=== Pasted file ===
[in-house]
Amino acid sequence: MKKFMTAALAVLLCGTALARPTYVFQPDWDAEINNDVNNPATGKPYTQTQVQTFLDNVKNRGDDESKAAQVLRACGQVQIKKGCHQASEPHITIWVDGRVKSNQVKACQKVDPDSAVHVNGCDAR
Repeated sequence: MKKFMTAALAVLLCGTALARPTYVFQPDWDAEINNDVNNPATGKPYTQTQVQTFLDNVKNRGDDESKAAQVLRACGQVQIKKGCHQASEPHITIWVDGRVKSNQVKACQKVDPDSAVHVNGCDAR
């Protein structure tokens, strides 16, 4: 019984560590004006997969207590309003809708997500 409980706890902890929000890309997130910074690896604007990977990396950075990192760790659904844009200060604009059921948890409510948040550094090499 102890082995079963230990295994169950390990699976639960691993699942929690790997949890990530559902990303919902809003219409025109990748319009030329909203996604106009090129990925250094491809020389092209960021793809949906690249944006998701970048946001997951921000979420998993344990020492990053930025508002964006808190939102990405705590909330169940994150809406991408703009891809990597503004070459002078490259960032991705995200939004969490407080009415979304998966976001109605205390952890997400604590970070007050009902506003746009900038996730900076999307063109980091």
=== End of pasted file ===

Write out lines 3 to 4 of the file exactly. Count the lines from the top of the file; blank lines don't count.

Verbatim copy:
Repeated sequence: MKKFMTAALAVLLCGTALARPTYVFQPDWDAEINNDVNNPATGKPYTQTQVQTFLDNVKNRGDDESKAAQVLRACGQVQIKKGCHQASEPHITIWVDGRVKSNQVKACQKVDPDSAVHVNGCDAR
């Protein structure tokens, strides 16, 4: 019984560590004006997969207590309003809708997500 409980706890902890929000890309997130910074690896604007990977990396950075990192760790659904844009200060604009059921948890409510948040550094090499 102890082995079963230990295994169950390990699976639960691993699942929690790997949890990530559902990303919902809003219409025109990748319009030329909203996604106009090129990925250094491809020389092209960021793809949906690249944006998701970048946001997951921000979420998993344990020492990053930025508002964006808190939102990405705590909330169940994150809406991408703009891809990597503004070459002078490259960032991705995200939004969490407080009415979304998966976001109605205390952890997400604590970070007050009902506003746009900038996730900076999307063109980091």